The Minnesota Supreme Court on Wednesday denied a permanently brain-injured woman’s move to sue the sheriff’s deputy whose squad car slammed into her vehicle and gravely injured her during an emergency call in Brooklyn Park.
In a 4-3 decision with implications for both law enforcement agencies and the public, the court said the Hennepin County Sheriff’s Office is immune from legal recourse because deputy Jason Majeski didn’t violate office procedure or act maliciously when he sped through a snowy intersection with lights flashing on Christmas Day 2009. His squad car struck Jolene Vassallo’s car, injuring her so gravely that she is likely to be institutionalized for life.
If Vassallo, now 38, had won, the maximum amount she could have received in Hennepin County as a result of her lawsuit would have been $500,000 because of the state’s tort liability cap. Her medical bills are well over that amount, according to her attorney, Douglas Schmidt.
“This issue obviously troubled the Supreme Court,” Schmidt said. “The public should be equally troubled. This decision has frightening public safety implications.”
For immunity to be applicable to a law officer, a court must determine whether a duty such as an emergency call is a discretionary or prescribed procedure. The Hennepin County attorney’s office argued before the state high court that such rules are discretionary and that procedures generally are based on the officer’s training.
On the afternoon of Dec. 25, 2009, Majeski was driving a K-9 unit vehicle on patrol when he was dispatched to the scene of a home security-alarm call. The deputy immediately turned on his lights and siren.
As he approached the intersection, he observed that several cars had pulled over to give way. Thinking he was close to the suspects because of a radio broadcast, he turned off his siren. Sheriff’s Office policy requires that both lights and siren be on in such situations.
Majeski was slightly driving just over the 50 mile-per-hour speed limit as he entered the intersection. He said he didn’t see Vassallo’s car. The two sides were in dispute about whether the light was red or green, but Majeski testified that there was no obstruction of visibility in the intersection.
Schmidt argued that Majeski initially had turned his lights and siren and responded in emergency mode even though no urgency or sense of emergency was conveyed in the call he got. He also argued that the deputy was accelerating on icy roads while driving over the speed limit in violation of state and sheriff’s office rules.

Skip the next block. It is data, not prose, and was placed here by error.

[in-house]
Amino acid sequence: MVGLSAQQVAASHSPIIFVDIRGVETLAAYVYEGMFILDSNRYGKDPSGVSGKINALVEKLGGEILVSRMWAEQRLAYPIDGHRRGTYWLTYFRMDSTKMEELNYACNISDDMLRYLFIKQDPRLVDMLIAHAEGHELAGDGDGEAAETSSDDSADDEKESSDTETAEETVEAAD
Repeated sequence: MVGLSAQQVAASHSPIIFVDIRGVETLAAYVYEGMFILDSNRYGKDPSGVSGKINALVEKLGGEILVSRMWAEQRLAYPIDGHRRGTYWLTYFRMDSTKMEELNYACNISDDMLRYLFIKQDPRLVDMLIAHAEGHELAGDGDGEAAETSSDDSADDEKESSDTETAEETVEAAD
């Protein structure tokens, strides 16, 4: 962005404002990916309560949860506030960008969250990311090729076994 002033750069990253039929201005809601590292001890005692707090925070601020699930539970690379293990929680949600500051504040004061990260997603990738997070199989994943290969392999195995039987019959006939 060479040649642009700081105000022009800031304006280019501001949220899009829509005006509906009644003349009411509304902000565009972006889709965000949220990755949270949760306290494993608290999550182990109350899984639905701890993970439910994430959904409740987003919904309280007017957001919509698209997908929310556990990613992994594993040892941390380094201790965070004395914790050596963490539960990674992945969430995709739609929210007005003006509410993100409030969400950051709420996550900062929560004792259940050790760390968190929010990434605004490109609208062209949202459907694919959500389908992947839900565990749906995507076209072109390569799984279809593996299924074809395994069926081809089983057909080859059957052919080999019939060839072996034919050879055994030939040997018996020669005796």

State law requires emergency vehicles to “slow down and proceed carefully” when going against a red light at an intersection. An independent investigation of the crash determined that Majeski was acting without regard for public safety.
Vassallo’s suit against Majeski was initiated in Hennepin County District Court, which dismissed it. The state Court of Appeals reversed that decision, and the lawsuit was then appealed to the Supreme Court.
‘This was a tragedy’
Official immunity, as governed by state and case law, typically protects the conduct of public officials responding to emergencies on the grounds that emergency conditions offer “little time for reflection” and often involve “incomplete and confusing information.”
Although Schmidt argued that the situation leading up to the crash should never have been considered an emergency call, the court ruled that Majeski ultimately didn’t violate state and Sheriff’s Office statutes.
The state Supreme Court’s majority ruling disagreed with a dissent by three justices that argued that both lights and siren should be deployed throughout an emergency response.
Dan Rogan, manager attorney for the civil division of the Hennepin County attorney’s office, said after the ruling that he believes the court came to the correction conclusion.
“The Sheriff’s Office policy left discretion for the deputy to turn off his siren under these circumstances,” he said. “This was a tragedy. We continue to express our sympathies to Miss Vassallo.”
If Vassallo’s lawsuit had prevailed, officers or state officials violating a state or department rule would have been vulnerable to more litigation, said University of Minnesota Prof. Michele Goodwin.
The ruling comes amid a growing national dialogue about immunity for law enforcers, she said.
“One criticism is that [immunity] doesn’t create in officers [a tendency] to be as careful as they could be,” she said. “But that has to balance real concern to protect people who have enormously risky jobs and the problems caused by being personally liable for just doing your job.”
Schmidt, Vassallo’s attorney, said he believes the majority of the justices simply rubber-stamped Majeski’s actions.
“Jolene Vassallo will never get her day in court,” he said. “I am profoundly sad for Jolene Vassallo, and profoundly sad for all of the other Jolene Vassallos that will be denied justice in the future.”